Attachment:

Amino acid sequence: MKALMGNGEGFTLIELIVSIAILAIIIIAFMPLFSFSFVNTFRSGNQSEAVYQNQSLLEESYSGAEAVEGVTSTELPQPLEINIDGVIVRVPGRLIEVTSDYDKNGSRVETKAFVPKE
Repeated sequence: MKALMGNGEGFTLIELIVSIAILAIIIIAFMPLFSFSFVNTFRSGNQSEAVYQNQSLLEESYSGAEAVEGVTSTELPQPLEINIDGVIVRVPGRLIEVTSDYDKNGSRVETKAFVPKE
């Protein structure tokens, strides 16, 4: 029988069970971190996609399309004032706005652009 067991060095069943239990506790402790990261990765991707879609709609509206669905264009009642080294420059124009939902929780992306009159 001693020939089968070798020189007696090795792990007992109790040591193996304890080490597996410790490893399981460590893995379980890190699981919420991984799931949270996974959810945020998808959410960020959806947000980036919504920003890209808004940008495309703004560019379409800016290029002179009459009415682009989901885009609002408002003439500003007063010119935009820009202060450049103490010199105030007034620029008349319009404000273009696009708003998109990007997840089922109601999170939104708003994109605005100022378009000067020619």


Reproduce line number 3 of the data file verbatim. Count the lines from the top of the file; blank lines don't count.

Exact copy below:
């Protein structure tokens, strides 16, 4: 029988069970971190996609399309004032706005652009 067991060095069943239990506790402790990261990765991707879609709609509206669905264009009642080294420059124009939902929780992306009159 001693020939089968070798020189007696090795792990007992109790040591193996304890080490597996410790490893399981460590893995379980890190699981919420991984799931949270996974959810945020998808959410960020959806947000980036919504920003890209808004940008495309703004560019379409800016290029002179009459009415682009989901885009609002408002003439500003007063010119935009820009202060450049103490010199105030007034620029008349319009404000273009696009708003998109990007997840089922109601999170939104708003994109605005100022378009000067020619």